Wednesday, December 6, 2017

How the peculiar power of Ta-Nehisi Coates feeds on white guilt and despair

Brendan O'Neill, in Spiked:
His insights are bleak; they are for the most part an intellectualised version of the 21st-century politics of identity and victimhood, so that, in the words of one of his growing number of black critics, in Coates’ moral universe ‘whiteness and wrongness… become interchangeable’. Indeed, Coates’ obsession with whiteness ends up displacing black agency and autonomy — as the victim-oriented new politics of identity is wont to do — because in his ‘whiteness-as-talisman’ worldview, ‘those deemed white remain [America’s] primary actors’. So ironically — but logically, too, given that the politics of identity in its current incarnation is devoted largely to the diminution of the individual and the folding of him and her into victimised groups to which things happen, rather than the treatment of him or her as an individual who can make things happen — Coates’ anti-whiteness centres white people, makes them the adults of the story, gives them all the potential action — to observe themselves, correct themselves, better themselves — while blacks are mere ‘bodies’ for whom history is a violent act upon themselves rather than something they act upon. (Coates continually uses the term ‘black bodies’ to refer to black people.)

No, it isn’t his style and certainly not his optimism — there is none — that endears Coates to the liberal establishment, and most passionately to the white sections of it. Rather, this increasingly spiritual and needy celebration of Coates speaks to one of the darker, more socially destructive elements of the latest manifestation of the politics of identity: the use of historic black suffering to justify the self-loathing and fear of the future of the late, decadent bourgeoisie; the privileging, indeed, of the painful black experience as a means not of ensuring historic clarity about past events but as a key prop, the starring role, in fact, in the contemporary political establishment’s turning against its founding values and loss of faith in its project.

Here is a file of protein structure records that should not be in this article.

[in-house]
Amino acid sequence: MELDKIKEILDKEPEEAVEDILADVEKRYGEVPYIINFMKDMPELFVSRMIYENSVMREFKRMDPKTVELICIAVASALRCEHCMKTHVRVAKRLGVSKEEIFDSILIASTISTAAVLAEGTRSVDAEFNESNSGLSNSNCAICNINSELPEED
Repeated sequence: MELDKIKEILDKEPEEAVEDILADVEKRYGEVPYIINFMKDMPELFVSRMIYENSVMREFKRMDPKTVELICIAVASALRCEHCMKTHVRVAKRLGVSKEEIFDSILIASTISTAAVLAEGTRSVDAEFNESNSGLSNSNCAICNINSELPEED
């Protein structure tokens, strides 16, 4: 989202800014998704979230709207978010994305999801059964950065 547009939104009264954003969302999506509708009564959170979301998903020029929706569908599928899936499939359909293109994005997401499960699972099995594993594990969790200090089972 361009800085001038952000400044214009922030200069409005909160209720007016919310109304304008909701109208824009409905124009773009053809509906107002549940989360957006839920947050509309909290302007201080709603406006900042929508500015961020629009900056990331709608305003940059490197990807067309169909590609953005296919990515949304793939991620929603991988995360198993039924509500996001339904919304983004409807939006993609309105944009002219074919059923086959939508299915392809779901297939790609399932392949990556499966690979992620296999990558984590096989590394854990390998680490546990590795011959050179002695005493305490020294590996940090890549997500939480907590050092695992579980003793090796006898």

Coates plays a very important role for today’s American elites: he provides them with an intellectual justification for their growing dearth of belief in their republic and its values; he is an external expression of their internal crisis of historic legitimacy and purpose. He is less an independent thinker, in the mould of WEB Du Bois or James Baldwin, than a literary manifestation of the American establishment’s own turn against itself and its search for a proof that makes sense as to why it is right to do that.
The birth of 'black privilege':
In recent years, particularly from the 1960s, many thinkers have observed the shift of the left’s focus away from class to identity, from social relations and questions of economic power towards narrower, though of course legitimate concerns about inequality among people of different backgrounds. In more recent years, there has been a further shift in the post-1960s rehabilitation of the politics of identity by those who profess to be left — a move away even from the tangible if limited question of inequality towards more therapeutic notions of pain and recognition; of the right of identity groups not merely to have equal access to public life but to feel validated in their self-professed suffering and to be accorded resources or respect on that basis. As Christopher Lasch argued in his 1985 book, The Minimal Self, ‘the victim has come to enjoy a certain moral superiority in our society’; we have witnessed the ‘moral elevation of the victim’. Competing groups now ‘vie for the privileged status of victims’, as Lasch said.